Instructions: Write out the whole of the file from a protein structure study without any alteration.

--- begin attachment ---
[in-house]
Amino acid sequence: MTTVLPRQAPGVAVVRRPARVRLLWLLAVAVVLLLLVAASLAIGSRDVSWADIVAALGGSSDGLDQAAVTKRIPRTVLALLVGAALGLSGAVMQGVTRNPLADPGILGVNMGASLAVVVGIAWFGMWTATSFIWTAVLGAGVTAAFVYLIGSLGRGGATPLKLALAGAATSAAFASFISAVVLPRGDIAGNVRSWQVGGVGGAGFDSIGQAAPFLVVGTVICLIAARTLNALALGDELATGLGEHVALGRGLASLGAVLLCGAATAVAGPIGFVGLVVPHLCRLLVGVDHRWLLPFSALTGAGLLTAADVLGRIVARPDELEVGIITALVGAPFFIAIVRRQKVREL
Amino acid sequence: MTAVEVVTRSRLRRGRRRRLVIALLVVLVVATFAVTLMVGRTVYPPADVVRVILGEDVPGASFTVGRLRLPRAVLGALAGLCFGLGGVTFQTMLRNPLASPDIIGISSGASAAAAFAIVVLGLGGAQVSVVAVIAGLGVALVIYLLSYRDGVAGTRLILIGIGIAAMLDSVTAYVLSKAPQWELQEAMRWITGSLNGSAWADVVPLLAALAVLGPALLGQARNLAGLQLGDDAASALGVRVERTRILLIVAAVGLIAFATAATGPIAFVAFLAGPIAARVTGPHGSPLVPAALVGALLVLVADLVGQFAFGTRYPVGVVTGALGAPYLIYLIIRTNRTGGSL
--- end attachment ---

[in-house]
Amino acid sequence: MTTVLPRQAPGVAVVRRPARVRLLWLLAVAVVLLLLVAASLAIGSRDVSWADIVAALGGSSDGLDQAAVTKRIPRTVLALLVGAALGLSGAVMQGVTRNPLADPGILGVNMGASLAVVVGIAWFGMWTATSFIWTAVLGAGVTAAFVYLIGSLGRGGATPLKLALAGAATSAAFASFISAVVLPRGDIAGNVRSWQVGGVGGAGFDSIGQAAPFLVVGTVICLIAARTLNALALGDELATGLGEHVALGRGLASLGAVLLCGAATAVAGPIGFVGLVVPHLCRLLVGVDHRWLLPFSALTGAGLLTAADVLGRIVARPDELEVGIITALVGAPFFIAIVRRQKVREL
Amino acid sequence: MTAVEVVTRSRLRRGRRRRLVIALLVVLVVATFAVTLMVGRTVYPPADVVRVILGEDVPGASFTVGRLRLPRAVLGALAGLCFGLGGVTFQTMLRNPLASPDIIGISSGASAAAAFAIVVLGLGGAQVSVVAVIAGLGVALVIYLLSYRDGVAGTRLILIGIGIAAMLDSVTAYVLSKAPQWELQEAMRWITGSLNGSAWADVVPLLAALAVLGPALLGQARNLAGLQLGDDAASALGVRVERTRILLIVAAVGLIAFATAATGPIAFVAFLAGPIAARVTGPHGSPLVPAALVGALLVLVADLVGQFAFGTRYPVGVVTGALGAPYLIYLIIRTNRTGGSL